Whenever I deliver training there are three time management methods that I always teach.
I do so because I've used them myself for years -- they work and they're easy to do.
So I'm always amazed at just how many people don't know about them:
A closed list is simply a checklist of the tasks you want to do on any given day. The idea is that a limited list can only be reduced (unlike a traditional to do list that is constantly added to).
Here's how it works:
Throughout today, list what you want to do under tomorrow's date. Don’t do it until tomorrow, unless it is genuinely same day urgent. Otherwise, at the end of the working day, draw a line under the list. Don’t add anything to it.
The next day, when you start work, you will have a 'closed' list of tasks to work through.
It doesn’t matter whether you list your tasks digitally or on paper (although many tasks come from emails so if you use paper task diary at least keep your it near your desk). The key is to get it out of your head and to make your list do the hard work of remembering for you.
Personally I prefer paper planners, one for work and one at home, but use whatever you find suits you.
You can learn more about this strategy here.
If you’re like me you will have several projects at any one time.
As far as possible, pick just one project and work on it until it is finished. Only then do you move on to the next one.
Of course, there will be times when you can’t make progress with a project (for example, you are waiting for something or someone). In this case start another one, but go back to the first one as soon as you can.
Keep an accessible master project list nearby so you can easily choose what to do and list new ones.
Here's an example of what it could look like:
This is one of the most important time management methods you can use to identify the projects that matter to you.
Tip #3 helps you actually do them:
This third of these time management methods applies to both tasks (single actions) and projects (multiple actions required).
Always batch similar types of tasks together -- answering emails is a good example. It’s always faster and more efficient this way.
Organize your work to create ‘time pockets’ where you know you can do all your tasks in one go. Typically, 30 minutes is the bare minimum you need to make this work.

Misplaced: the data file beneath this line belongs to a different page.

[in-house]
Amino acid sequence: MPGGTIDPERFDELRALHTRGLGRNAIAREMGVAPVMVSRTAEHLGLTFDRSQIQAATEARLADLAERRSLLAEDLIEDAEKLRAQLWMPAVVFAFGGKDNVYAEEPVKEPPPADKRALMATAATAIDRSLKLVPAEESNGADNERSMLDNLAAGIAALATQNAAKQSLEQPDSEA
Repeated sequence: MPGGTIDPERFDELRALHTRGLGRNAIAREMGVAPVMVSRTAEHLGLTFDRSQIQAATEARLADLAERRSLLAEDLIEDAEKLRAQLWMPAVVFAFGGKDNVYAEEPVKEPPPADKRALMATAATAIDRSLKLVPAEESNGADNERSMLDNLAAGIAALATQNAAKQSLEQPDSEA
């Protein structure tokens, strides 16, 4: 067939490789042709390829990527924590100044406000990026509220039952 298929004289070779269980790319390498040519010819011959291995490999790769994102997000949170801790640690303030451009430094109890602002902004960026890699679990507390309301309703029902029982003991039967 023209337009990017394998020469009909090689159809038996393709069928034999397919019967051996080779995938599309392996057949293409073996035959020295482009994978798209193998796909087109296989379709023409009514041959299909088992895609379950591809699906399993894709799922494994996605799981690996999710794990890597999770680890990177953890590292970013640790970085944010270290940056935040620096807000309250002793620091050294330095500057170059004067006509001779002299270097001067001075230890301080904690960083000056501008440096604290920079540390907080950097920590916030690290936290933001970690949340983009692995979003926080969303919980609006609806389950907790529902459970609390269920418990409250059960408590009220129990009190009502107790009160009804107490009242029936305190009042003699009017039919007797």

If you’re having trouble knowing where to start, use the Quick Win method.
Some projects are quick and easy, others seem to take forever to finish.
Whatever the nature of project, the Golden Rule is this:
Work on your current project every day, for as long as you want to.
I know this sounds crazy but it is the key to success with projects because it takes away the desire to procrastinate. To ensure you keep the momentum try time boxing.
I keep my projects on a web based spreadsheet via Google Docs. If I’m not near a digital device and not able to list a new project on it, I’ll ‘capture’ it on a scrap of paper or even turn my watch around as a quick reminder prompt.
So, every day, your list will consist of a finite number of tasks along with one (your current) project.
It all depends on how long you have got.
Under 30 minutes. Your best use of this time would probably be to batch some (or all) of your tasks and cross a few items off your closed daily task list.
Over 30 minutes. This allows you to block off some time to make some real progress on your current project.
1. There is no hard and fast rule because what you do depends on how motivated you are to do it. You may feel like working on your current project for less than half an hour - not so efficient, but better than not doing it all all.
2. Always ask yourself, "Am I the person to do this, or could someone else do it?"
Have you tried any or all of these three time management methods?
If not, try them for one working week -- I think you'll be glad that you did.